Since I gave up drinking, I never struggle to wake up in a morning (a good job as 6 am is now considered a lie in for the baby!). In the last two years, I have been ill once with a bad cold but generally I feel fitter than I have ever felt in my life, with more energy than I know what to do with. I never crave a huge portion of carbs for breakfast either, which I regularly did when I drank alcohol; I remember quite frequently cooking up a greasy fry-up before work in order to soak up the hangover that I was pretending I didn’t have. That in itself is bizarre now, when a bowl of cereal, some juice and maybe a banana form the basis of my morning meal each day. The idea of gorging on a plate of greasy food laden with saturated fat turns my stomach! At work I would down endless cups of coffee, cans of Red Bull or Coke, just to try and stay alert, never considering that all those artificial means to prop myself awake would be totally unnecessary if only I stopped poisoning my body with alcohol each night.

I fell in to such a blatant trap in my younger years, but could never recognise it until I became teetotal; drinking to feel more confident, to have fun, to ward off the loneliness, to cope with stress, only to suffer the associated anxieties, depression, tiredness, mood swings, lack of confidence and depleted energy levels. And then to rejuvenate my weary body and mind, what did I do? Pour more of the poison down my neck, feeling better for it initially (but only initially) because I was satisfying my cravings for a drug that I was addicted to.

The answer is so easy; remove the drug, remove the need for the drug. Just as in quitting smoking, where the desire for a disgusting, smelly, toxic cigarette dissipates once the habit has been kicked, the cravings for alcohol just vanish as soon as you shift your perception about drinking it. I remember saying to someone years ago that I never wanted to become an alcoholic because then I would have to stop drinking forever, which would be the most awful thing. Clearly I was already addicted to the stuff otherwise the notion of living without it wouldn’t have worried me in the slightest. Time just cemented my addiction until I reached a point where alcohol would have killed me, one way or another, if I had continued to drink as I was doing in the last couple of years prior to quitting.

I wrote a lot when I first stopped drinking, just to help me organise my thoughts regarding alcohol and how I had reached such a low point in my life. I felt very sad to begin with at the thought that I was giving up my beloved wine. I remember writing one thing though, that still sticks in my mind; that to die prematurely through drinking would, as well as being tragic to those left behind, be such a monumentally stupid reason to die. That seems even clearer to me now with almost two years of sobriety behind me; to live life in a permanent stupor, hungover or drunk, depressed, anxious and grumpy, only to die before time because alcohol has poisoned the body, is just the biggest waste of a life. I wish that everyone who is living their life through the tainted lens of binge drinking could recognise what I, and others who have managed to give up drinking, can see so clearly; life is so precious and so short, that we should be able to remember and appreciate every day of it. To lose even one day through being bedridden due to a hangover, or to lose an evening because of loss of memory, is just such a waste.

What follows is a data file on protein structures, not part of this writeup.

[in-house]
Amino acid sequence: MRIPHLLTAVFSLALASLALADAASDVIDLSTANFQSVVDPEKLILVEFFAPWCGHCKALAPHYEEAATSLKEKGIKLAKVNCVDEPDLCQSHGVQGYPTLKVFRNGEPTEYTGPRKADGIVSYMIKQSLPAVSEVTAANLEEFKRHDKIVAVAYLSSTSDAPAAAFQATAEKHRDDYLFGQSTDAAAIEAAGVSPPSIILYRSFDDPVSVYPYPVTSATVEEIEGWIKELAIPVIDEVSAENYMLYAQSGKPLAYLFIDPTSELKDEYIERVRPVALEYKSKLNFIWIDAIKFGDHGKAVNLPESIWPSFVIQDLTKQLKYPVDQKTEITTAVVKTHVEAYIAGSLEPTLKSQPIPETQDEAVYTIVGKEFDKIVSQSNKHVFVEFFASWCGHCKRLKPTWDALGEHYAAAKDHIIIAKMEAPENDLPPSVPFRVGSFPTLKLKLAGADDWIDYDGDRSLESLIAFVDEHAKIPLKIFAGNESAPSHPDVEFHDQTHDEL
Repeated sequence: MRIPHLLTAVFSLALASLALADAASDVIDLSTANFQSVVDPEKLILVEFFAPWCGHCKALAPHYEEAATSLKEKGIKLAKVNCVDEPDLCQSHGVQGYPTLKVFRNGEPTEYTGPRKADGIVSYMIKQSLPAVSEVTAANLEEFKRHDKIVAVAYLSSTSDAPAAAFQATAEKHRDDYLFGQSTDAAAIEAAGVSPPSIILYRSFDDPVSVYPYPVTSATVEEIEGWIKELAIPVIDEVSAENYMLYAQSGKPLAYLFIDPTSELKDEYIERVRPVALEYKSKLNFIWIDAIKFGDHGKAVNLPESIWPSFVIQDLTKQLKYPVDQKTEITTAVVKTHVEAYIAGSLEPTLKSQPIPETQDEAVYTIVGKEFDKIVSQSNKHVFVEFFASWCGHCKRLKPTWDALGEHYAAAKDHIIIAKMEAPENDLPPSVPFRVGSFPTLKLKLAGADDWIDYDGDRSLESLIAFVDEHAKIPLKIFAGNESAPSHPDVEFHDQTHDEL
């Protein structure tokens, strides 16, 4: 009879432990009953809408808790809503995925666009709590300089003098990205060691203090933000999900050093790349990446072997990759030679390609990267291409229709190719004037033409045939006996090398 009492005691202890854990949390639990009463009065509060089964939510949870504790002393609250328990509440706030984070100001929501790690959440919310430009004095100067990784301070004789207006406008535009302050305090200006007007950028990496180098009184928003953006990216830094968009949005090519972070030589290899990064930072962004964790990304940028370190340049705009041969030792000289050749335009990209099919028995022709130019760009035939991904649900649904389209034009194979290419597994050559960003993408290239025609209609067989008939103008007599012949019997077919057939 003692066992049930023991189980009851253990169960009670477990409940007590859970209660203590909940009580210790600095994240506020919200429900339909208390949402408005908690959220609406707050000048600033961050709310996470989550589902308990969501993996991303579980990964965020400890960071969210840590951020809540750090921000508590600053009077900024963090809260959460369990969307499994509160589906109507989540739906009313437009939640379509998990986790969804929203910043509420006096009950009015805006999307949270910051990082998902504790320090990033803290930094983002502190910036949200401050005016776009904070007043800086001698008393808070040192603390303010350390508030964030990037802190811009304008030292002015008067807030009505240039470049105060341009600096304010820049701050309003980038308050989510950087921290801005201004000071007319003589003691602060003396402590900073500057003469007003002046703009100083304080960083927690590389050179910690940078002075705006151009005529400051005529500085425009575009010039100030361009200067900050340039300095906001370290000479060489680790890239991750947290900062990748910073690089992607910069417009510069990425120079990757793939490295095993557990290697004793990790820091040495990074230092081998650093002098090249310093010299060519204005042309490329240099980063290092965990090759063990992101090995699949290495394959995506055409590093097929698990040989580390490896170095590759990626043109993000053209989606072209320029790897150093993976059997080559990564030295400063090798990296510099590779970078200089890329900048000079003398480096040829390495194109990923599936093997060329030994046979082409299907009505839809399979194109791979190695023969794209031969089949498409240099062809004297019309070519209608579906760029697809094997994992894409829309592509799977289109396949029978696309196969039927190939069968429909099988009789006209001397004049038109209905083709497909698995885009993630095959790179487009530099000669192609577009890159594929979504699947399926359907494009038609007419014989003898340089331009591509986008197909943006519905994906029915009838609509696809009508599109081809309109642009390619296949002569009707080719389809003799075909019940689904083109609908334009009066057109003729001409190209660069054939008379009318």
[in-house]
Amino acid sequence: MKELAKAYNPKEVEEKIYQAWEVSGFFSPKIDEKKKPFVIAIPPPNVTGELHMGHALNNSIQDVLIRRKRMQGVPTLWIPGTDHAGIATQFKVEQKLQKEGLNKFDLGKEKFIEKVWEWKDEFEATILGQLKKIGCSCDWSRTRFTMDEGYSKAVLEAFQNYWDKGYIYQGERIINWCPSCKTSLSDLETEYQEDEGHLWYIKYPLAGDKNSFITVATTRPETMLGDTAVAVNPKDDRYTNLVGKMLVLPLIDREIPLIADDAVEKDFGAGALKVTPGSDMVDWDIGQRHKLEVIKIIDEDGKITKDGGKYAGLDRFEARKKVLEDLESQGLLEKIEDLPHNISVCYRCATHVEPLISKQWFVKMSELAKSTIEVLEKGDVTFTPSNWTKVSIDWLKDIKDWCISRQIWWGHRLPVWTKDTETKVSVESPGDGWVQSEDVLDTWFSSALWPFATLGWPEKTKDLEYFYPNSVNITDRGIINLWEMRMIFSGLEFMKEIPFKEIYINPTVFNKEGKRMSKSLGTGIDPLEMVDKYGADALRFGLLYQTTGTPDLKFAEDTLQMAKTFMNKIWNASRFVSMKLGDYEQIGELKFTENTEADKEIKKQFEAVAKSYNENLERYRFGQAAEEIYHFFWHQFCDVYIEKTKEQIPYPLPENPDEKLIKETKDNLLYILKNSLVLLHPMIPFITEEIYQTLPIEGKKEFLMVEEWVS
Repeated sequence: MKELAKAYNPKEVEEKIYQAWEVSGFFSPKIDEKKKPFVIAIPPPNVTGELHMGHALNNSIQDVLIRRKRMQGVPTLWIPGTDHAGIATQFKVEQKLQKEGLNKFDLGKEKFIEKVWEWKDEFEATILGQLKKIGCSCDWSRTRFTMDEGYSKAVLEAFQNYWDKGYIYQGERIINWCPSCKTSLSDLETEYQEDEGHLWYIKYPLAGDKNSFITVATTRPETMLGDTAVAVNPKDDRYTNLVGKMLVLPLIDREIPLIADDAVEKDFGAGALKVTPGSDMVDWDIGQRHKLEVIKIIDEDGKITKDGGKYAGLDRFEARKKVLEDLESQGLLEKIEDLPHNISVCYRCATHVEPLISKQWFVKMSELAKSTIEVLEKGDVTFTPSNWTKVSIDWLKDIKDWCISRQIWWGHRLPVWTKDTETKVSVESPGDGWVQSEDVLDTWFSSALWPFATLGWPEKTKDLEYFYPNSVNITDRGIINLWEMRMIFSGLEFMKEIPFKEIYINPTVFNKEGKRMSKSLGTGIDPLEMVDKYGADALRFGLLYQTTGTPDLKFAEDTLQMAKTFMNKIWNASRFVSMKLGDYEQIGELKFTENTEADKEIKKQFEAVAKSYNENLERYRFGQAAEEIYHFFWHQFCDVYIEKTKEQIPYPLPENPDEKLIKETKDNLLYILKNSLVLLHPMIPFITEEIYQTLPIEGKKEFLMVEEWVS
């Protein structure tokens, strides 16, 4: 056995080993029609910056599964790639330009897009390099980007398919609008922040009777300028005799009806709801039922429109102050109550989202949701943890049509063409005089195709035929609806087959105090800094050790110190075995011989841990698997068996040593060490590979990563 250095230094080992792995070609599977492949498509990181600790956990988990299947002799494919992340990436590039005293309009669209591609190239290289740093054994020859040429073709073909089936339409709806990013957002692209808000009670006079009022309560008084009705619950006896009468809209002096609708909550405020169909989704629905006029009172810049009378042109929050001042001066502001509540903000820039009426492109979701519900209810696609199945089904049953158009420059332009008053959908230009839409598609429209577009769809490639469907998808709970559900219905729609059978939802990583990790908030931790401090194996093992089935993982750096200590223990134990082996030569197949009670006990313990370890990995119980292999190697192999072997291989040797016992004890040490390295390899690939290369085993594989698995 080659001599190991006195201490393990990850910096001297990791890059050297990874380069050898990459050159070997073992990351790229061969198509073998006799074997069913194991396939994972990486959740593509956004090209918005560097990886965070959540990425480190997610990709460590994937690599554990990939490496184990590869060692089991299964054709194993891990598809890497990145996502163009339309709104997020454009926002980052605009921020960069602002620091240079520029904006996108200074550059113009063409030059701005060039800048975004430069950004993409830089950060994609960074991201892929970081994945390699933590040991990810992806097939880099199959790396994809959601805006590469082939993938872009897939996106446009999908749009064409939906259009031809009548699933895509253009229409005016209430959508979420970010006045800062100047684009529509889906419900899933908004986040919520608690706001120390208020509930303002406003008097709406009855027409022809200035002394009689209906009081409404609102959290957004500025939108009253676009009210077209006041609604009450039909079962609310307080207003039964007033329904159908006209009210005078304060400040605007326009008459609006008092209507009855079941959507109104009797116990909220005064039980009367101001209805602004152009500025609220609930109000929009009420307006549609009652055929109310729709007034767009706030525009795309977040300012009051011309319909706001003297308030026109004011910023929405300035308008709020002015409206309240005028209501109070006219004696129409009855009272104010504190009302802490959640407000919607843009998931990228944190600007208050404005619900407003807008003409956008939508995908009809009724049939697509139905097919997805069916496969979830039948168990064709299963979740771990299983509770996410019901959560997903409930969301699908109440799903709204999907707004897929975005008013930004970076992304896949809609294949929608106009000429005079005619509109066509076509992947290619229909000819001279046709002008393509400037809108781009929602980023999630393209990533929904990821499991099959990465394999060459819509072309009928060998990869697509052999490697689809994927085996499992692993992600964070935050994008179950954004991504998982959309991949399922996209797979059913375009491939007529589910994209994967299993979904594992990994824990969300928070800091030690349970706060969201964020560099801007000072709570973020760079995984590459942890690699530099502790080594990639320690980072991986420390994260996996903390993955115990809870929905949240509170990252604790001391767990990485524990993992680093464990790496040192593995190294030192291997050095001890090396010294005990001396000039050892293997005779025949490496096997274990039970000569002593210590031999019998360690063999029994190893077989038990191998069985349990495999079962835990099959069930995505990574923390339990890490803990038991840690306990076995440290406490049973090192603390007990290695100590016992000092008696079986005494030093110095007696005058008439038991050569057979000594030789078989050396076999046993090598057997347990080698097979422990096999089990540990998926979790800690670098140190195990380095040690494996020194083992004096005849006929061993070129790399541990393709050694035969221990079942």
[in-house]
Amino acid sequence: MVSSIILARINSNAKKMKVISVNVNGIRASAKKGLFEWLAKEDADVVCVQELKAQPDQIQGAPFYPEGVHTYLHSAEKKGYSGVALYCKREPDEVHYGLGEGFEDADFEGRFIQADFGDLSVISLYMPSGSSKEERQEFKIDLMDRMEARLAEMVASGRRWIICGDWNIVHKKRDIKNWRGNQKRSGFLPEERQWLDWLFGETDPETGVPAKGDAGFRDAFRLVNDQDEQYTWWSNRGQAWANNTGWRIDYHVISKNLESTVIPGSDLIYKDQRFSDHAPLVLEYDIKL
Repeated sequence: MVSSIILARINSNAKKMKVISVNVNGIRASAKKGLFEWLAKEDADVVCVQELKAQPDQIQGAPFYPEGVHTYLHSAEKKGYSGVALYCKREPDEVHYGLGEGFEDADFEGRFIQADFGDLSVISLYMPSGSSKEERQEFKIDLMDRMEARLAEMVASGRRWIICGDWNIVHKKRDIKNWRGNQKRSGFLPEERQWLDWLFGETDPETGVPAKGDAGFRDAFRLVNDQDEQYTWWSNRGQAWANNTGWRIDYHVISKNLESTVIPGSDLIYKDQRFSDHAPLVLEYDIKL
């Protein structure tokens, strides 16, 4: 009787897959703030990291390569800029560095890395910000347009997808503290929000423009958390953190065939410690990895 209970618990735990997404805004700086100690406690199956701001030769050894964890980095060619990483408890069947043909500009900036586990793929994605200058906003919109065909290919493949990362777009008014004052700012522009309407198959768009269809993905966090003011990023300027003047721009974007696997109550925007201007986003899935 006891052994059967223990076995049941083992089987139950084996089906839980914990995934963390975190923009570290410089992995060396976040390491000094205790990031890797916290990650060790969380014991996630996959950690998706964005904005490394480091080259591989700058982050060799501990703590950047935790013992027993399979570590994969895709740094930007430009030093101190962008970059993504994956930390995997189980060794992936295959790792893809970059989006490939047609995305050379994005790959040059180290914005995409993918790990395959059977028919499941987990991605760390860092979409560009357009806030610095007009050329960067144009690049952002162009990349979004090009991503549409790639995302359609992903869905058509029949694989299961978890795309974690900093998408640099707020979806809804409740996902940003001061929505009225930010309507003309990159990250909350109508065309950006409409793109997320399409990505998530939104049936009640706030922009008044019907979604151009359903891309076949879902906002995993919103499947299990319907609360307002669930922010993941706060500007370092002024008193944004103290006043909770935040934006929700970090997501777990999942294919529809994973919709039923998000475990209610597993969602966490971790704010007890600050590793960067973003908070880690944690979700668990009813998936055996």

I know that if I had been drinking last night, I would have resented every minute that I spent with the baby so early this morning, cursing the fact that I had not been able to sleep the morning away. Instead, I cherished every second.

Walking Free from Prison

You may notice that my writing today is a tad on the flowery side – I’m not having an attack of artistic pretensions; this is my effort for the Weekly Writing Challenge, Easy as Pie. It’s really just one giant metaphor with a few mini ones thrown in for good measure! I hope you like it.

One day in spring, I broke out of a prison in which I was unaware I was held captive. During my imprisonment, I would occasionally feel a faint glimmer of hope that a better world existed than the one in which I inhabited and yet I remained cocooned in my dark cell, never dreaming of escape. My captor was my friend, or at least I believed him to be; when the loneliness became all too apparent, the four walls closing in on me and any possible opportunity for an alternative perspective lost to the bars on the window and the padlock on the door, he would sit by my side and warm my sad soul. Nobody visited me in prison, no one except my jailer and thus I relied upon his reactions alone to serve as a mirror to my character; if I voiced an opinion, it was he who informed me whether it was deemed acceptable or if it fell like a dead weight to the ground; if I felt the heavy burden of the world on my shoulders it was him who afforded my concerns a frame of reference.